Tips for Buying GPS & Navigation Systems
Navigation systems have become a fixture in America’s driving and automobile
culture in a very short period of time. Gone are the days of drivers consulting
a maps and atlases, or stopping at local gas stations to get directions.
Instead, Global Positioning System (GPS) devices are now the de facto choice for
helping people get around.
While many newer car models have GPS system built-in and most cell phone
carriers provide a GPS option as well, thousands of drivers choose to buy their
own stand-alone GPS units for their portability and convenience. If you’re
someone who drives a lot for a job, if you rent cars often for work or pleasure
or if you’re a family with multiple cars, a stand-alone GPS unit is your best
value. They’re easily transportable for use in different cars and they also tend
to offer more features than those devices that are pre-loaded into new cars.
However, the selection of GPS units available can be dizzying for any shopper.
Choosing the right model depends on what features you want and need, and it’s
very important to not overpay for things you don’t need or will never use.
Every GPS device comes standard with pre-loaded maps, spoken instructions and
re-routing software in case you ever miss a turn or a direction. For many
people, this is more than enough. If you don’t need a GPS with any other
additional features, you can probably stop here. There are plenty of base-line
models at an affordable price that will get you where you need to go safely and
The one major factor you’ll need to consider is the size of the screen you want.
GPS screens can range from 2 to 5 or 6 inches, measured diagonally. Smaller
screens take up less dashboard and windshield space, but with smaller buttons,
entering an address can be tricky. They’re also tougher to read overall. Those
devices with the largest screens are certainly better for those with eyesight
issues but they can obscure a driver’s view of the road as well. For the best
compromise, consider screens ranging from 3.5 inches to about 4.5 inches.
Once you start looking beyond basic GPS models, you’ll notice that the prices go
up as the number of additional features increases. Frankly, some of the extra
bells and whistles are gratuitous and not worth the money you’ll spend to get
them. But others have some real value. Here are a few of the most common extras
you’ll come across when shopping for a GPS.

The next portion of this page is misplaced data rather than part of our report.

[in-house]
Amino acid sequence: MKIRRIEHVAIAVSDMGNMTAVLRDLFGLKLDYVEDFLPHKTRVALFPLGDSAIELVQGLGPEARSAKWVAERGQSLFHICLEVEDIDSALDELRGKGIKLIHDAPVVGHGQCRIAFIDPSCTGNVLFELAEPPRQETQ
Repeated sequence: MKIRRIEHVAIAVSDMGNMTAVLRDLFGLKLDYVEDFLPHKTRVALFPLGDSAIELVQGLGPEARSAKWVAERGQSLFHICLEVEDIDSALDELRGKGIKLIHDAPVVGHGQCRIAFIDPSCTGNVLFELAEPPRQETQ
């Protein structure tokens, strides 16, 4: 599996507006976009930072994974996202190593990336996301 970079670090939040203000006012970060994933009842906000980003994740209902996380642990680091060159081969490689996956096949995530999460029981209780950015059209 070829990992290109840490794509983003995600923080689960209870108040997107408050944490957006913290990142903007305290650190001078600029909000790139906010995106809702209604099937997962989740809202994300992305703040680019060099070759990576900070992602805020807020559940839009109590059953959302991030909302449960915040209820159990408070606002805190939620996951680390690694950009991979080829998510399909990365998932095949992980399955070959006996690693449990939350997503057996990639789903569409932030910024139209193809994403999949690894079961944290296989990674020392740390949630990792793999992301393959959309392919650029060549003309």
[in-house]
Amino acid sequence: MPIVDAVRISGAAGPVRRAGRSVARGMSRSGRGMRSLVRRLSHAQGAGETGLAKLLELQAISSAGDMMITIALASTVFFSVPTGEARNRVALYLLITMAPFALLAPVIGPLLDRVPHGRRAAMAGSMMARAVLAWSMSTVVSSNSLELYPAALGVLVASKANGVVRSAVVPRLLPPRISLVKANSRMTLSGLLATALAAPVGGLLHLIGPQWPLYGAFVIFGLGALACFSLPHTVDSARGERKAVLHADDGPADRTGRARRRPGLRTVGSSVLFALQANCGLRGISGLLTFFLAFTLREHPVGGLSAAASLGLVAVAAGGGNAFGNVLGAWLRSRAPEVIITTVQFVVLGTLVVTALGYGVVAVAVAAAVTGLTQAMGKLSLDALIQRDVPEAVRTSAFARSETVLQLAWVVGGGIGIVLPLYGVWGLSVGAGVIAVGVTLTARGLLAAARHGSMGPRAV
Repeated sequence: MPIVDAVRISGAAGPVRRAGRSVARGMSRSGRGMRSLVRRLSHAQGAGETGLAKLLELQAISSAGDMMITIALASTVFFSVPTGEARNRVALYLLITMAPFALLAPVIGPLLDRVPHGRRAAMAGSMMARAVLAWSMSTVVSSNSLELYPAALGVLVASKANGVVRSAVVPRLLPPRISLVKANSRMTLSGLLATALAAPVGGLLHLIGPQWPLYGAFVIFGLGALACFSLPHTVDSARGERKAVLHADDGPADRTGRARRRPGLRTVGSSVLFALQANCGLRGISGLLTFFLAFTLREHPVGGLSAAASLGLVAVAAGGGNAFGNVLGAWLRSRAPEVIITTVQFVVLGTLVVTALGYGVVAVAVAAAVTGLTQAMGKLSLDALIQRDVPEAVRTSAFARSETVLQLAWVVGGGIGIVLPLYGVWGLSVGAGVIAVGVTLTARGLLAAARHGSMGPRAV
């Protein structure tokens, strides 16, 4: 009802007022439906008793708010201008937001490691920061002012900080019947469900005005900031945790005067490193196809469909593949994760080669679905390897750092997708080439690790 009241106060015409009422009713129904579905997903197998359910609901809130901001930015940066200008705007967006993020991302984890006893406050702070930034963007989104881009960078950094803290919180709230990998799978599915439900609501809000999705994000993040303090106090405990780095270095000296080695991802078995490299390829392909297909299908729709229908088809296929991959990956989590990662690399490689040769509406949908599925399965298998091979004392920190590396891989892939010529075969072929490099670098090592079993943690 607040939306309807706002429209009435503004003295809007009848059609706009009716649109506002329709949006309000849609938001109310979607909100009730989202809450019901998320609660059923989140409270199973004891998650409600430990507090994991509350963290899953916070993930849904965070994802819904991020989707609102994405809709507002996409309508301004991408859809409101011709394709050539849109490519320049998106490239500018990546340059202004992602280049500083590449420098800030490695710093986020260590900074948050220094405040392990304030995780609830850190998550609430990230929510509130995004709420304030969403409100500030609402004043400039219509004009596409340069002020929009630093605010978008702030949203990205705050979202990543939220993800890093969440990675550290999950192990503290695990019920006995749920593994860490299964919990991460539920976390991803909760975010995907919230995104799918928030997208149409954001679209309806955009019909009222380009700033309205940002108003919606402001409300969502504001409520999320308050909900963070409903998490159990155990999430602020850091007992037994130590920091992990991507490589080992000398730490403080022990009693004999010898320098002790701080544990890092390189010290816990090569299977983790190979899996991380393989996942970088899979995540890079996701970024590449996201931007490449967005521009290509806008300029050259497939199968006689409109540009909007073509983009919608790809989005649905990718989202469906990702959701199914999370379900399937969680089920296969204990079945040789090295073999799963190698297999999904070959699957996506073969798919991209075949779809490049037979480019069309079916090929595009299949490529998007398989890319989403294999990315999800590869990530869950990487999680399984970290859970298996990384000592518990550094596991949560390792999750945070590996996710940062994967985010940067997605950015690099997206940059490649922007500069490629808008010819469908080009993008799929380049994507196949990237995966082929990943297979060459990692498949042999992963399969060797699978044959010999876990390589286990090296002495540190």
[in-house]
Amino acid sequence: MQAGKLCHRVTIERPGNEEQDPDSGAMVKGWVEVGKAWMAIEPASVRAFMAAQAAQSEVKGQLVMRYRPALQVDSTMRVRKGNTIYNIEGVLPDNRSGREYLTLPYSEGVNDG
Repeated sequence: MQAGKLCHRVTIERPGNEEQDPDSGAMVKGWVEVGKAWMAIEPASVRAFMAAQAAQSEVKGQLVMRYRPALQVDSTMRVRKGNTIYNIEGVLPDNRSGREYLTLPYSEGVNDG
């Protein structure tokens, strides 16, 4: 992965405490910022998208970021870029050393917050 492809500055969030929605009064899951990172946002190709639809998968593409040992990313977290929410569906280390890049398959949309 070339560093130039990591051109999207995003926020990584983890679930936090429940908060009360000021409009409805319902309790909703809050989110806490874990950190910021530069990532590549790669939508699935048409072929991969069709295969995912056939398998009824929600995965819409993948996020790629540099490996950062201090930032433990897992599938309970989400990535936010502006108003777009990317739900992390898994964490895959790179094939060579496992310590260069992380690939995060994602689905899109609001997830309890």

Spoken Street Names: highly recommended, this feature directs you with
actual street names and highway routes/numbers rather than giving you general
directions such as “turn right ahead”, allowing you to keep your eyes on the
road. It’s especially helpful for busy interchanges and driving in unfamiliar
Predictive Data/Dynamic Search: this feature facilitates the process of
entering addresses and street information. As you type in data, the screen will
highlight letters that complete commonly known locations. Start typing in “San”,
for instance, and you’ll be given a list of choices like “San Diego” or “San
Antonio”. Pick the applicable location or keep typing until you’ve entered all
the information you need.
Traffic Monitor: for more money, you can have a device that includes
real-time traffic monitoring. This feature not only alerts you to possible
gridlock up ahead, but also offers you alternate routes and detours to avoid
Blue Tooth Compatibility: a good idea for people who use the phone quite
a bit while driving, this tool syncs up your cell so you can send and receive
calls through the internal speaker, screen and microphone on the GPS unit. When
you’re on the phone, driving directions are automatically quieted.
MP3 Player: if you don’t already have an MP3 player, certain GPS units
will store and play your audio files either through the device’s speakers or by
connecting to the car’s stereo system. Some models even allow you to take the
unit with you, making it a portable MP3 player as well. However, song file
capacity varies greatly depending on the manufacturer so don’t automatically
assume you’ll have unlimited space to add thousands of songs to your GPS.
Other features you’ll come across include mounting options, video and photo
components, multiple languages and various power supply choices.